My earliest childhood memory is of an immigrant navigating suburbia—literally. She was my mother, Nirmala Kalita. In 1978, my parents bought their first home in Massapequa, a working-class town on Long Island;the down payment was made with savings from her night shift at Burger King. My mother was left with no choice but to learn to drive. As she nervously steered our newly purchased yet secondhand orange Vega, I sat in the back, my two-year-old frame strapped into a car seat.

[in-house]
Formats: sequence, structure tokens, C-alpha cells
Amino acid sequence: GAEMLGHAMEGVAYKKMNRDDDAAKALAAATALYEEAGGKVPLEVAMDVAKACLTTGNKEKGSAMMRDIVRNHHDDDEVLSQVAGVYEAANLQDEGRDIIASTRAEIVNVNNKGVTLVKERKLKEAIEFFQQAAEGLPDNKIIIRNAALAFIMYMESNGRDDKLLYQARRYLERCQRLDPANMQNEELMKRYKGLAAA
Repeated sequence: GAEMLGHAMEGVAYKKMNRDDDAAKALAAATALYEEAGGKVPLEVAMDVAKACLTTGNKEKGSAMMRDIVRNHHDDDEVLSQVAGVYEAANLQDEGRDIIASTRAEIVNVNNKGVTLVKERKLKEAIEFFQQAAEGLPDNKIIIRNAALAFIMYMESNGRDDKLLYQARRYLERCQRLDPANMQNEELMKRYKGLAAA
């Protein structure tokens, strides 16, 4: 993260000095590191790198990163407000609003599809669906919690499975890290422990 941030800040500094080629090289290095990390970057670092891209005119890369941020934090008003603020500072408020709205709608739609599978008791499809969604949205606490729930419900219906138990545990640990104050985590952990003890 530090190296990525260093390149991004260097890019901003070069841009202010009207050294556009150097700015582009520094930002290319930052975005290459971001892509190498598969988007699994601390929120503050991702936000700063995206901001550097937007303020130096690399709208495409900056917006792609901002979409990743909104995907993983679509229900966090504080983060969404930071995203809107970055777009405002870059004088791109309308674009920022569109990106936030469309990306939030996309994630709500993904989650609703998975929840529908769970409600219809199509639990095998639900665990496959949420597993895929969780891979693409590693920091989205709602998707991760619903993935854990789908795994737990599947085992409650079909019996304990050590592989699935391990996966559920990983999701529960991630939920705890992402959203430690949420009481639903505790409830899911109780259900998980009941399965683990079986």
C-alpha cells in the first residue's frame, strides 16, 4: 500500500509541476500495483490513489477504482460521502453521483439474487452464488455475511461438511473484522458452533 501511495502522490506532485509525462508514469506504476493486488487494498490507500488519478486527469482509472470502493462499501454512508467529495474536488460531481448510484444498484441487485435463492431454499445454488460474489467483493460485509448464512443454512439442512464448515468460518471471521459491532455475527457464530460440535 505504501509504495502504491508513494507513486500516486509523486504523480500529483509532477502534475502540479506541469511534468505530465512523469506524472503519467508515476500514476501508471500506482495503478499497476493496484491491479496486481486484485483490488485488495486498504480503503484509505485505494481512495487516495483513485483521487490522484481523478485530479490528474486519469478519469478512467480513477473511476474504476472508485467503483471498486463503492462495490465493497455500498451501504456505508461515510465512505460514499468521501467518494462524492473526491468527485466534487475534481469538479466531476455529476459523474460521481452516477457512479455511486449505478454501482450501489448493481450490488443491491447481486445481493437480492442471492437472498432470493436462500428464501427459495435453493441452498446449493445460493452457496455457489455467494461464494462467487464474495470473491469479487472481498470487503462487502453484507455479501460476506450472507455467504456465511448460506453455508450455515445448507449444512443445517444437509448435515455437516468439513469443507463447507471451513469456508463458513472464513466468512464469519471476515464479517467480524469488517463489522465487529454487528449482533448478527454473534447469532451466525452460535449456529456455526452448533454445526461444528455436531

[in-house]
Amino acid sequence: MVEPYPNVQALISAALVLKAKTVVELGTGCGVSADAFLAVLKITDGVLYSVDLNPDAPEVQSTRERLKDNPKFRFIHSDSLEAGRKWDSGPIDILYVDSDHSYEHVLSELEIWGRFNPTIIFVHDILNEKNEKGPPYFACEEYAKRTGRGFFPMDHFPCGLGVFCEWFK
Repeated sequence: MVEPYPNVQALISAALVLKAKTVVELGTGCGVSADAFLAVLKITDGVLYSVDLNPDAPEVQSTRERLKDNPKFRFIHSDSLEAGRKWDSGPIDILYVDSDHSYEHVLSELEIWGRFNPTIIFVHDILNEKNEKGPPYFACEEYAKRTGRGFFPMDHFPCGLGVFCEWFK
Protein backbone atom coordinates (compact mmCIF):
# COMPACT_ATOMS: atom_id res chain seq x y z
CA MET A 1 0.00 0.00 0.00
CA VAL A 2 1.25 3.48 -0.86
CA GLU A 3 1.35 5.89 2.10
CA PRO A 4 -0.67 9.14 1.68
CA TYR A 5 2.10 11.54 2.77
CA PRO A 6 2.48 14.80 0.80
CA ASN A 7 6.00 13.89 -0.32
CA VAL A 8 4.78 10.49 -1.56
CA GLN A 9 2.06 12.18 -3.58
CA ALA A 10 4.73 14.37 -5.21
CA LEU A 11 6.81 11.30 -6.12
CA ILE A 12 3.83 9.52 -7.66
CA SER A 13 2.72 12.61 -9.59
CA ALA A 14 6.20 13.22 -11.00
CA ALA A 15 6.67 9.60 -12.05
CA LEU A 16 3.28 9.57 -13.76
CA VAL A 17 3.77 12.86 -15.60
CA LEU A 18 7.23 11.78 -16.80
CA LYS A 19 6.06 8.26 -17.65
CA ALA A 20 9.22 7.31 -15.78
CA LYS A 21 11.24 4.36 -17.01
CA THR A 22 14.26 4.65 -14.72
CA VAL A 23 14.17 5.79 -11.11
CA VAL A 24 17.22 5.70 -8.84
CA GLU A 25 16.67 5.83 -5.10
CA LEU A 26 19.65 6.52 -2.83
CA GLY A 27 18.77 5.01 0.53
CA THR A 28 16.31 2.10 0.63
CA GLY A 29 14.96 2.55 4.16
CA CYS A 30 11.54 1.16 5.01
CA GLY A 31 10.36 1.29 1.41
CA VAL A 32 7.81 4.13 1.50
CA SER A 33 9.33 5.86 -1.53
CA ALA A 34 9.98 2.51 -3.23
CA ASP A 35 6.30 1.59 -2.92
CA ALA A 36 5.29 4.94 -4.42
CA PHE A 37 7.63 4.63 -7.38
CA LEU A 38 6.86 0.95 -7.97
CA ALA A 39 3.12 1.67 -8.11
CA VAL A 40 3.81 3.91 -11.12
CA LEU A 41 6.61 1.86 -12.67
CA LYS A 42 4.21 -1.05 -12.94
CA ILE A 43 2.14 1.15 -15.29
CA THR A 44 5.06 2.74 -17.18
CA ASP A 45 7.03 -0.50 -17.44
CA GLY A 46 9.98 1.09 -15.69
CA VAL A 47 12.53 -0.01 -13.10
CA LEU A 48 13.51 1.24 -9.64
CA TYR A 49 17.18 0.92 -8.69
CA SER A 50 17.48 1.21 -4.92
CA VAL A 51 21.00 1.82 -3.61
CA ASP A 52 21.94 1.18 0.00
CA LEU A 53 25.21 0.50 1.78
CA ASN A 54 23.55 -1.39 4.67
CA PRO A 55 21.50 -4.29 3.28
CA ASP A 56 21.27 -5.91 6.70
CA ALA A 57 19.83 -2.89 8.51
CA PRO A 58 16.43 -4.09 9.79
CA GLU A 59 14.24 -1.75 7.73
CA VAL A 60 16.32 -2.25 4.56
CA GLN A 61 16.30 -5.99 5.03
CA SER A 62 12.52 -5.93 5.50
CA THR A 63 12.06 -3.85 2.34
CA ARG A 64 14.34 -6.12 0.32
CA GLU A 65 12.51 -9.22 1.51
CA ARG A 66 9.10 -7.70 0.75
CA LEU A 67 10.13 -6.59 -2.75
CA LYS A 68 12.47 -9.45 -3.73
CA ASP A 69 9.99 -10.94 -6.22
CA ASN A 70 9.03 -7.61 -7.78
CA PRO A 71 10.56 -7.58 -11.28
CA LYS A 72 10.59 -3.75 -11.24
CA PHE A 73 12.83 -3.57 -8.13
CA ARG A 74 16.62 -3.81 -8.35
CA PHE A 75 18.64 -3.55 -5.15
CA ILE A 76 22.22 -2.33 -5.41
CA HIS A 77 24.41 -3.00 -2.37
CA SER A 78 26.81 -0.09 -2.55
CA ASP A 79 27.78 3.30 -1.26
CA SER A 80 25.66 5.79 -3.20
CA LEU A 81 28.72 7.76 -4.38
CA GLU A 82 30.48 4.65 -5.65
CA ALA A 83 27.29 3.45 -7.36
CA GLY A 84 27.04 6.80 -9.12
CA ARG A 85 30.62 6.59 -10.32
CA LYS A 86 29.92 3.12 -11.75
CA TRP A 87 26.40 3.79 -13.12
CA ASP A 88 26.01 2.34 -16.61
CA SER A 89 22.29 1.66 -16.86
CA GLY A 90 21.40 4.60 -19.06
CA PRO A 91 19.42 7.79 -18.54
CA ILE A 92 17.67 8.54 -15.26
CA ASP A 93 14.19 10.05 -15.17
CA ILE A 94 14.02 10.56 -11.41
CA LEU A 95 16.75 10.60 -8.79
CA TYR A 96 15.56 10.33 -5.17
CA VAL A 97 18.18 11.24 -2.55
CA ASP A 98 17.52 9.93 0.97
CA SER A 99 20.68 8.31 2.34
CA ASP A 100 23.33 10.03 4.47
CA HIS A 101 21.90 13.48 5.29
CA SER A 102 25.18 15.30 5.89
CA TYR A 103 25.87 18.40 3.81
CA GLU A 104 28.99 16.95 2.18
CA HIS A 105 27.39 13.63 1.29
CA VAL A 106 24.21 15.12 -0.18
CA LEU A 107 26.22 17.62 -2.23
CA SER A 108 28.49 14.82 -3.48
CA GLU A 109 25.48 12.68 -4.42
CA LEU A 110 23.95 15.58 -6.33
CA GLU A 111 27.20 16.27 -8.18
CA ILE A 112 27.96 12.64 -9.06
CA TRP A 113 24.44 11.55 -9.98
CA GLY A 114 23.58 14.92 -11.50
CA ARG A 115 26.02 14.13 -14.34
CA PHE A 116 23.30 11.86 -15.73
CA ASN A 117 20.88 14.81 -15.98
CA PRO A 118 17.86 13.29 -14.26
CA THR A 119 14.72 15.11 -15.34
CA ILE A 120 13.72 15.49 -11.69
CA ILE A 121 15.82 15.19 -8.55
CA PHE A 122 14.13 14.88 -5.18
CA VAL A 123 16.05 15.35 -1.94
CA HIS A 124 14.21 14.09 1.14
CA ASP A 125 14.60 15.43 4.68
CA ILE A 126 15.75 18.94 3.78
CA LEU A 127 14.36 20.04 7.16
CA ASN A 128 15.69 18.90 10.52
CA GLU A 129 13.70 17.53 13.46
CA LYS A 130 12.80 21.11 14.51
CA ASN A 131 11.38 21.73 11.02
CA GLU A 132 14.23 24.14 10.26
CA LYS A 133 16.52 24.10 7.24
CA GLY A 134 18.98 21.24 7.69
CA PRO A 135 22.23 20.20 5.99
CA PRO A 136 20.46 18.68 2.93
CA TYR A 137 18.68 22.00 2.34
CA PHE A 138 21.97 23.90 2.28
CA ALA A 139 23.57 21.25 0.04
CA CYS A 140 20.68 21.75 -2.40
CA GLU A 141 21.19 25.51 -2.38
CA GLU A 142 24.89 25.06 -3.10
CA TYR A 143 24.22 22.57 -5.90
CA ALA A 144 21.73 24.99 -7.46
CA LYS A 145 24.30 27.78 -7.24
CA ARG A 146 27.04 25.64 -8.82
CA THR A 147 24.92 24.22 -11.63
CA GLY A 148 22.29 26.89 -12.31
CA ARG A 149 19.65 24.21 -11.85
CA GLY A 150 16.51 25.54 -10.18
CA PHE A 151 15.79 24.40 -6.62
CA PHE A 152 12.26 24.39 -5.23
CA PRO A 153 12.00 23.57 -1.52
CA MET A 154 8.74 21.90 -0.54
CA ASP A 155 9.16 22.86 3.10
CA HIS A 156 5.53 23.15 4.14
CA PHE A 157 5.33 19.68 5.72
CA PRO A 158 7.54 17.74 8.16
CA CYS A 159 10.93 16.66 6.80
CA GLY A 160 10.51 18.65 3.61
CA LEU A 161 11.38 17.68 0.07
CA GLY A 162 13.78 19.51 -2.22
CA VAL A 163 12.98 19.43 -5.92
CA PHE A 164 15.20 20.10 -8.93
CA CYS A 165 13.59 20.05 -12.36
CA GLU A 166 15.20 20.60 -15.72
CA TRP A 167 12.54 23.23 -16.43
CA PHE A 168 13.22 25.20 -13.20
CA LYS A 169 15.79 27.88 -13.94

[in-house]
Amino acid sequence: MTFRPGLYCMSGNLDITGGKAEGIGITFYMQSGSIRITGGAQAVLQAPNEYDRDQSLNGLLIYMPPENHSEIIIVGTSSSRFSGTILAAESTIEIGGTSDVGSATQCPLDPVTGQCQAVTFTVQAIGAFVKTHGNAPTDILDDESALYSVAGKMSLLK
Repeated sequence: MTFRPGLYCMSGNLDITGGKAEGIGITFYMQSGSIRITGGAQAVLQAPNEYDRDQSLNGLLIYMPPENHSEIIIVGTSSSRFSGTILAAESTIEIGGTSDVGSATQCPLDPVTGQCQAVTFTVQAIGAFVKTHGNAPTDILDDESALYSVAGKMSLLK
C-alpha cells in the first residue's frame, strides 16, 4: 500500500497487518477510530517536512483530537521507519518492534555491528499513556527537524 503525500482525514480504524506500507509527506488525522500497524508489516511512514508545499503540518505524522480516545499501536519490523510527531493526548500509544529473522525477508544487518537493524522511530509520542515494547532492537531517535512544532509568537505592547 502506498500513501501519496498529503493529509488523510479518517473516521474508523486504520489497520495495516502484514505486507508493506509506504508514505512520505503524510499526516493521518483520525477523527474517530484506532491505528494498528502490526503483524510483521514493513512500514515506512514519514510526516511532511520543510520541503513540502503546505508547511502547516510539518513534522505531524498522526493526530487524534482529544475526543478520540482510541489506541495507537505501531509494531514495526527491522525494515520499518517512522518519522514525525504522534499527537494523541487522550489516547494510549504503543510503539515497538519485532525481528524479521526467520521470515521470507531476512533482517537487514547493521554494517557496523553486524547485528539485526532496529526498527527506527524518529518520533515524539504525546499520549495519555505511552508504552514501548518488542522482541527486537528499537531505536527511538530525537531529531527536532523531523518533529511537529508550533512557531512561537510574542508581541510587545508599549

So my confession begins: I am a product of the very subject I write about on the pages that follow. My father emigrated from India to New York City in 1971, sent for my mother and elder brother the following year, and began to climb a corporate ladder from the bottom: a temp job at Citibank. Their move into a $40,000 split-level home on Long Island thrust my brother and me into a school system where we were the only nonwhites, as far as we could tell. We endured little blatant racism but plenty of